But that exact segment of the security footage is erased, which only makes Min-woo look guiltier. He swears to find out what happened, to prove his innocence to his family—and, frankly, also to himself.
Ji-sook’s family is terrorized by their loan sharks yet again, and the pressure mounts to scrape together a payment. Once again it falls to her—her kid brother (Hoya) means well but the extent of his brainpower is to try to rob a bank, which thankfully he’s too scared to actually pull off. So she redoubles her efforts to recover her money from Min-woo and arranges a meeting with him at the department store.
But scheming Seok-hoon hears of this just as he’s trying to locate Ji-sook himself, and he makes a mad dash to intercept her before she meets Min-woo and alerts him to the whole doppelganger situation. She’s wary of his secretary’s excuse to draw her away and manages to run away, hurrying to meet Min-woo.
But just before she gets there, Min-woo envisions his mother walking by in the crowd and fixates on following her, weaving through traffic to follow her car. But when he pulls up to her car, to his shock, the driver is a random man. He chugs down the water that’s in his car—and it becomes evident that the water was tampered with, making him woozy.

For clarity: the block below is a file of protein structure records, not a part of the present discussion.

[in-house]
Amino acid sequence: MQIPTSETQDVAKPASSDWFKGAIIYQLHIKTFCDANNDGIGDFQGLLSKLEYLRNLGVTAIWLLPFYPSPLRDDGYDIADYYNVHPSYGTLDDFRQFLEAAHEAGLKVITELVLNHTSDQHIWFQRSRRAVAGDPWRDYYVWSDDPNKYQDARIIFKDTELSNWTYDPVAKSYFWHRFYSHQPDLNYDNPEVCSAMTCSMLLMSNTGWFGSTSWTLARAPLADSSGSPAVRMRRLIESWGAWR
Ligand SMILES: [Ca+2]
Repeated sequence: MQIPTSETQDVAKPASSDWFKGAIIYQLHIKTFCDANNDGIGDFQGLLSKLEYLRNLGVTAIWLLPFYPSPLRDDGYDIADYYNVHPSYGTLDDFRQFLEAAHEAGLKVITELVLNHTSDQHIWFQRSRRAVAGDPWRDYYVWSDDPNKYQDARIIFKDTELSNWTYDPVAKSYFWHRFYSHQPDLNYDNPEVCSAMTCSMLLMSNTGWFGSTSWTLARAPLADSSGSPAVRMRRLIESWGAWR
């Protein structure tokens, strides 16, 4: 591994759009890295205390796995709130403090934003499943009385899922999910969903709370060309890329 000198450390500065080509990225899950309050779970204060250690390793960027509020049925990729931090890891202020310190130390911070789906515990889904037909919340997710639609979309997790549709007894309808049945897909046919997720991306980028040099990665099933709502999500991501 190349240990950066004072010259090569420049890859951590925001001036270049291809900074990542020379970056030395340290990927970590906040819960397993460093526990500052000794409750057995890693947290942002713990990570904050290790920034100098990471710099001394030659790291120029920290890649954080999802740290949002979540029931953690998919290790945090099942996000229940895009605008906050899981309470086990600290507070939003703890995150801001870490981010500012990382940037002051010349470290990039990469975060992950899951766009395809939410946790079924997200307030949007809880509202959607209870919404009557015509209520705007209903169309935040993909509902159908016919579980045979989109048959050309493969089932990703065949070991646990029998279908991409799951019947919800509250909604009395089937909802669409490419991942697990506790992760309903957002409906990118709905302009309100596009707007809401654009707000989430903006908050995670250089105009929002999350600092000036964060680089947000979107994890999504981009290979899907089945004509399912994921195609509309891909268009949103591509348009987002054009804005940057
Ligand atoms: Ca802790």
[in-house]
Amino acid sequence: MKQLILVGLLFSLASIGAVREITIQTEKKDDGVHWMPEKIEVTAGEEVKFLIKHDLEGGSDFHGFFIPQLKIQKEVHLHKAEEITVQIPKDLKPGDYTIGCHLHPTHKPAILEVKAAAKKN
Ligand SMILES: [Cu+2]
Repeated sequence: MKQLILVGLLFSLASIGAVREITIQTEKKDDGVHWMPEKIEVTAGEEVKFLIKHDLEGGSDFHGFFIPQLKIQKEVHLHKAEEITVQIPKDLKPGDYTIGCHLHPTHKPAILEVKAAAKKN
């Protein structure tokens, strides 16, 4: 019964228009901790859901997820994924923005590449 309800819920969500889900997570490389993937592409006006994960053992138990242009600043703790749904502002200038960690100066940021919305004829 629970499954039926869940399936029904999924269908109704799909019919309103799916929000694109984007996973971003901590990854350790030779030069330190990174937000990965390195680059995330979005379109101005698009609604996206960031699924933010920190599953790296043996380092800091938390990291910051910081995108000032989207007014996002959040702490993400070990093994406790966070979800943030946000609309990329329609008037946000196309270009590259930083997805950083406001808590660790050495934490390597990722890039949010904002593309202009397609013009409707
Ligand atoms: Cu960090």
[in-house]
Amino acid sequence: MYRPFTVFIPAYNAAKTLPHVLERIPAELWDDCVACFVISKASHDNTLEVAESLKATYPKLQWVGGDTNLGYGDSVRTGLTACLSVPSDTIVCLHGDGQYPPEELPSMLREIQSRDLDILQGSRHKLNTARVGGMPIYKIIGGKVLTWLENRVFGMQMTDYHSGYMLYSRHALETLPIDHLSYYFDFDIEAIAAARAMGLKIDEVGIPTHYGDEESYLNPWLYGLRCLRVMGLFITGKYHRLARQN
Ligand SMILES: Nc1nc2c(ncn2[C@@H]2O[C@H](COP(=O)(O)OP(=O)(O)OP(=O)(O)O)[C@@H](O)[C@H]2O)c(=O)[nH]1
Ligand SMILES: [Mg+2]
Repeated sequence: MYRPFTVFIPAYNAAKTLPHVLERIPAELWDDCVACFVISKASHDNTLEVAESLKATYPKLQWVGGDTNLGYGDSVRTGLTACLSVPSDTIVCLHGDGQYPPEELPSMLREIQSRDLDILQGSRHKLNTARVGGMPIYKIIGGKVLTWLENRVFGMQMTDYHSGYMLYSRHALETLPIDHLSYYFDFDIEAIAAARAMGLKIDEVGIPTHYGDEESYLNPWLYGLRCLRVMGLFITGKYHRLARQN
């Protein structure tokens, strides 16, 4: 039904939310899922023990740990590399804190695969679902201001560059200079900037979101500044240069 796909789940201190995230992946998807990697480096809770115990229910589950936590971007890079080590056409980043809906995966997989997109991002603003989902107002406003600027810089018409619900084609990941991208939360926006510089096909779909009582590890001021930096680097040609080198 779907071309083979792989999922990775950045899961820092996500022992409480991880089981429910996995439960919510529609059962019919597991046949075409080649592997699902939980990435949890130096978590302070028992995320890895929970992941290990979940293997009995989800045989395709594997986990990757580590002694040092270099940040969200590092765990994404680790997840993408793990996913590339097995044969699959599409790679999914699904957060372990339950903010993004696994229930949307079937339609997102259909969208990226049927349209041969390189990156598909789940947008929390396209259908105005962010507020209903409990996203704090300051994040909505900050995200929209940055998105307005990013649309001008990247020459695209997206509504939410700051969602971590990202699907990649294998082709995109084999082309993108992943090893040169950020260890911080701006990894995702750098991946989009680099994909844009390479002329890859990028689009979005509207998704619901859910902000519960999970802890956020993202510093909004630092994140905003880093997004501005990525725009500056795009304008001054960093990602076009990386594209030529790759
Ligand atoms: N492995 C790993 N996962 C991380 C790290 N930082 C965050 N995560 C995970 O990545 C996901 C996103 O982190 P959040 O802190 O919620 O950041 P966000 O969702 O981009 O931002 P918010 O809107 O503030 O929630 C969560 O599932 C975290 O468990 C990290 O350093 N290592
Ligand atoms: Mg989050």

Ji-sook sees him driving off and follows in a taxi, and is nearby to witness Min-woo getting into a car crash. As he fades into unconsciousness, he realizes that the water must be the culprit and wonders who would have done such a thing.
Ji-sook waits by Min-woo’s bedside at the hospital, and Seok-hoon yanks her aside to show her the wad of cash, and also to make a proposal. He’s done the research and knows she’s deeply in debt and appeals to her dire straits, offering her riches and a new life—in exchange for impersonating Eun-ha. He’s open with her about the circumstances (though not his reasons): Eun-ha’s on the brink of death, and Ji-sook would be taking her place in the marriage to a chaebol.